5 Tips for Getting Off Coffee


Coffee is bad. Coffee is good. You can’t seem to get a clear answer from health gurus these days. We all love coffee and really really really want it to be good for us – or just not bad for us, at any rate. But there is no denying it – coffee is a drug and, what’s more, is the drug of choice for most of the adult population of the Western World. And there’s also no denying that the stuff is addictive.

While the pro-coffee supporters rally behind the beverage’s high antioxidant profile and seemingly long list of correlations with lower disease rates, the anti-coffee camp argues coffee increases stomach acid output, interferes with blood sugar levels and flushes B vitamins, minerals and vitamin C out of the body. Besides, they argue, there are myriad sources of antioxidants out there; you don’t need coffee for health reasons. Those with forms of chronic diarrhea, acid indigestion, high blood pressure or heart palpitations should avoid coffee altogether, they say. This drug is dangerous.

In his book Caffeine Blues, author Stephen Cherniske describes the complicated chain of biological events that occurs when one drinks a coffee, the end result of which is the release of adrenaline – that’s the “stress hormone” which triggers the “fight or flight” response. Being in “survival mode” doesn’t do you much good sitting at your desk or behind the wheel of your car (road rage anyone?). Keeping yourself artificially and constantly in this fight or flight mode leads to a state of adrenal exhaustion, characterized by the complete inability to handle stress, and can lead to even more dependence on stimulants (leading to yet more coffee consumption, as the cycle continues).

But whatever the experts are saying, the constant cycle of fatigue, anxiety, mood swings, sleep disturbance, irritability and depression may be starting to get to you. You may be telling yourself that it’s time to break up with coffee. But how? If you’re caught up in a cycle of adrenal fatigue, there’s no way that going cold turkey is going to do the trick.

What follows is a quick list of steps that can help to curb those coffee cravings.

Sleep Is Your Friend – You may be relying on coffee to get you up in the morning if you’re not getting enough sleep. Even if you’re getting your 8 hours per night, the quality of sleep is what’s important. Getting into the REM state is key and you will likely be tired and have difficulty getting up if you haven’t been able to get into that deep state of sleep. Ironically, people depending on coffee to get them through the day are often having their sleep disturbed by residual caffeine, particularly if you’re drinking it later in the day. Taking steps to ensure a full, restful nights sleep is had is vital.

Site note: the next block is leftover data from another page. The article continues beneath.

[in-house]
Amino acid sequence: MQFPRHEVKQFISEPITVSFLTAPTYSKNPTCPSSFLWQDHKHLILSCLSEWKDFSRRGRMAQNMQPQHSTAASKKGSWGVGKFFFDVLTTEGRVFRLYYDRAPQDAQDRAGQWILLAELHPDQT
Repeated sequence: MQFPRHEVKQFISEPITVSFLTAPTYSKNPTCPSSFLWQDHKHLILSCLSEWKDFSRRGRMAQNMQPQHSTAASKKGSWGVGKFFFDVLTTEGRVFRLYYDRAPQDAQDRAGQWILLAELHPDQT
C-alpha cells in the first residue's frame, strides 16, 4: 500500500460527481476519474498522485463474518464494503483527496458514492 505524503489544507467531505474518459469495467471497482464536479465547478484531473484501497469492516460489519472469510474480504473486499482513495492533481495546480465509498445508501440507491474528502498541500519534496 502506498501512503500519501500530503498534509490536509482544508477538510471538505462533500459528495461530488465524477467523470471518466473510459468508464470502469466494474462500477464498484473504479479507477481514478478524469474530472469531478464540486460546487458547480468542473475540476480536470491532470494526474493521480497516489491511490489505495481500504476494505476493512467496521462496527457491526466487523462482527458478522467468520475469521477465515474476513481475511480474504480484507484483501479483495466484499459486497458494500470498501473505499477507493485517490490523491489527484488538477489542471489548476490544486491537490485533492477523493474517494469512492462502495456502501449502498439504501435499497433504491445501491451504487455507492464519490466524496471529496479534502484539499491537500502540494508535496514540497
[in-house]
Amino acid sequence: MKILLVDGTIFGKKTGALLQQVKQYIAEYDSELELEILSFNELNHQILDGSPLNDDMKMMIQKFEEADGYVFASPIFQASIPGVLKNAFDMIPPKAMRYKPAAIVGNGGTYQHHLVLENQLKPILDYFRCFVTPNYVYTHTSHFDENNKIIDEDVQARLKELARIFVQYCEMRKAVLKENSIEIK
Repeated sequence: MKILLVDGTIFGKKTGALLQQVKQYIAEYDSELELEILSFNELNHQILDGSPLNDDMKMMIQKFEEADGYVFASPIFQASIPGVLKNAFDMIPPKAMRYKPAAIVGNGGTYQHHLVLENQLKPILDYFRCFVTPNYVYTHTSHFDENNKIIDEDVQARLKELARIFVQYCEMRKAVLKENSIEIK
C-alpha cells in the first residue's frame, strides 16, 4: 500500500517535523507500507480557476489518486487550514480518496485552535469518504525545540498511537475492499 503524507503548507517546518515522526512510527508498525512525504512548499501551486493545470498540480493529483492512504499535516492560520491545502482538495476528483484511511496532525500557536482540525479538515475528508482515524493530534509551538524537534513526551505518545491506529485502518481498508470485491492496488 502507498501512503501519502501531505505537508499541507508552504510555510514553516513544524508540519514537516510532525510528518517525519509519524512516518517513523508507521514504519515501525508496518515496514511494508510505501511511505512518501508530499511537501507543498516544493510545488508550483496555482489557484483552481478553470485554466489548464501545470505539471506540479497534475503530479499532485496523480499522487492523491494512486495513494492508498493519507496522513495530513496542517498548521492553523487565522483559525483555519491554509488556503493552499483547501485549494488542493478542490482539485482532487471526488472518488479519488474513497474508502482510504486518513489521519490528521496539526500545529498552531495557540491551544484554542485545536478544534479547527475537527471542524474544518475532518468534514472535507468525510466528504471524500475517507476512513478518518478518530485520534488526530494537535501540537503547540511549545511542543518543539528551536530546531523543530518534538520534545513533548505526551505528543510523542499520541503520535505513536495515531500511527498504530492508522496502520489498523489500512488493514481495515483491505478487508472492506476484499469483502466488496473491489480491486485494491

Green Drinks – Coffee delivers a quick hit of minerals, even though its acidifying nature depletes minerals in the long run. Cravings for coffee may actually be cravings for magnesium or other trace minerals. Green drinks are a great way to sub in for these mineral hits and give back a lot of the stuff coffee was depleting. Chlorophyll, the green stuff that makes plants green, contains magnesium. Plus greens are a great source of B vitamins (see below) and trace minerals. Drink one glass of green drink per day first thing in the morning. A green drink can be any juiced green vegetable, like celery, cucumber, chard, kale, green peppers or romaine or you can get a greens supplement from a health food store (try to get a cold processed one). Greens will help to balance blood sugar and help remove cravings.

Get Your Bs – The fatigue that’s making you unable to function without your caffeine hit may be caused by B vitamin deficiency. B vitamins are what the body uses at the cellular level to create energy. Taking B vitamins won’t give you a quick hit the way coffee does, but they will combat fatigue. Pantothenic acid, vitamin B5, will also help to restore those burnt out adrenal glands.

Probiotics – Coffee has a negative effect on the good bacteria in your gut, so replenishing them is a good idea whether you’re kicking the habit or not. The good bacteria also are responsible for creating vitamins for us, including B vitamins, so getting more of the good guys in your digestive tract will help with energy levels. Whether you take a supplement or eat probiotic foods (like yogurt, kefir or lacto-fermented foods) is up to you.

Take It SlowDon’t try to jump from 5 cups a day to nothing all at once. Lessen caffeine exposure in definite steps over time. Swap out one cup per day with a different beverage. If you’re like me and you’re all about the taste, it might be easier for you to switch to decaf (choose a brand that uses the Swiss water decaffeinating process. Conventional decaf uses caustic chemicals to remove the caffeine which are still there in your cup after brewing). Decaf isn’t caffeine free, but it does have significantly less of the stuff. Others may find it easier to switch to green tea, which still has the caffeine but is counter-acted by the sedative effects of treonine. The following week, replace another cup per day with your new beverage of choice until you’re not drinking coffee at all. The next step would be to switch to grain coffees (not actually coffee at all, but imitates the flavor fairly well) or to herbal tea, both of which have no caffeine. Keep replacing your coffee and before you know it you’re off of coffee and maybe found yourself a healthy alternative.

If you decide to cut the coffee habit, these steps should get you well on your way. Another important step is to not give up. Once you’ve been at it for a week or so, coffee cravings are usually fleeting. Stick with your goals. You may find you want to have a cup of joe once in a while, but breaking the addiction is really essential to get on the road to true health.

Author by Doug DiPasquale

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